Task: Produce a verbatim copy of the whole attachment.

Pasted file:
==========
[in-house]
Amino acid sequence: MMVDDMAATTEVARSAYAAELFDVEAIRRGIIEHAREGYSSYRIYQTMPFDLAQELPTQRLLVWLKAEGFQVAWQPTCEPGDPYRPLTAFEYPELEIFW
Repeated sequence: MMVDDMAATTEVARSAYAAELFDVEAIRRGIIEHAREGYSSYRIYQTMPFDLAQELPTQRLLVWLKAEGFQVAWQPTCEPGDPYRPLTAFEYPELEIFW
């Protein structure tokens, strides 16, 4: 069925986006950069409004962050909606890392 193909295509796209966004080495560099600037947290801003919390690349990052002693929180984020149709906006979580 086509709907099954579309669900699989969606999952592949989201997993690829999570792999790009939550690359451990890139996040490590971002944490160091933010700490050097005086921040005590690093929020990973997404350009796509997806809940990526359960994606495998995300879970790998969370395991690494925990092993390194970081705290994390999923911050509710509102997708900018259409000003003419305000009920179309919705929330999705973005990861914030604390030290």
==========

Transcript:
[in-house]
Amino acid sequence: MMVDDMAATTEVARSAYAAELFDVEAIRRGIIEHAREGYSSYRIYQTMPFDLAQELPTQRLLVWLKAEGFQVAWQPTCEPGDPYRPLTAFEYPELEIFW
Repeated sequence: MMVDDMAATTEVARSAYAAELFDVEAIRRGIIEHAREGYSSYRIYQTMPFDLAQELPTQRLLVWLKAEGFQVAWQPTCEPGDPYRPLTAFEYPELEIFW
């Protein structure tokens, strides 16, 4: 069925986006950069409004962050909606890392 193909295509796209966004080495560099600037947290801003919390690349990052002693929180984020149709906006979580 086509709907099954579309669900699989969606999952592949989201997993690829999570792999790009939550690359451990890139996040490590971002944490160091933010700490050097005086921040005590690093929020990973997404350009796509997806809940990526359960994606495998995300879970790998969370395991690494925990092993390194970081705290994390999923911050509710509102997708900018259409000003003419305000009920179309919705929330999705973005990861914030604390030290």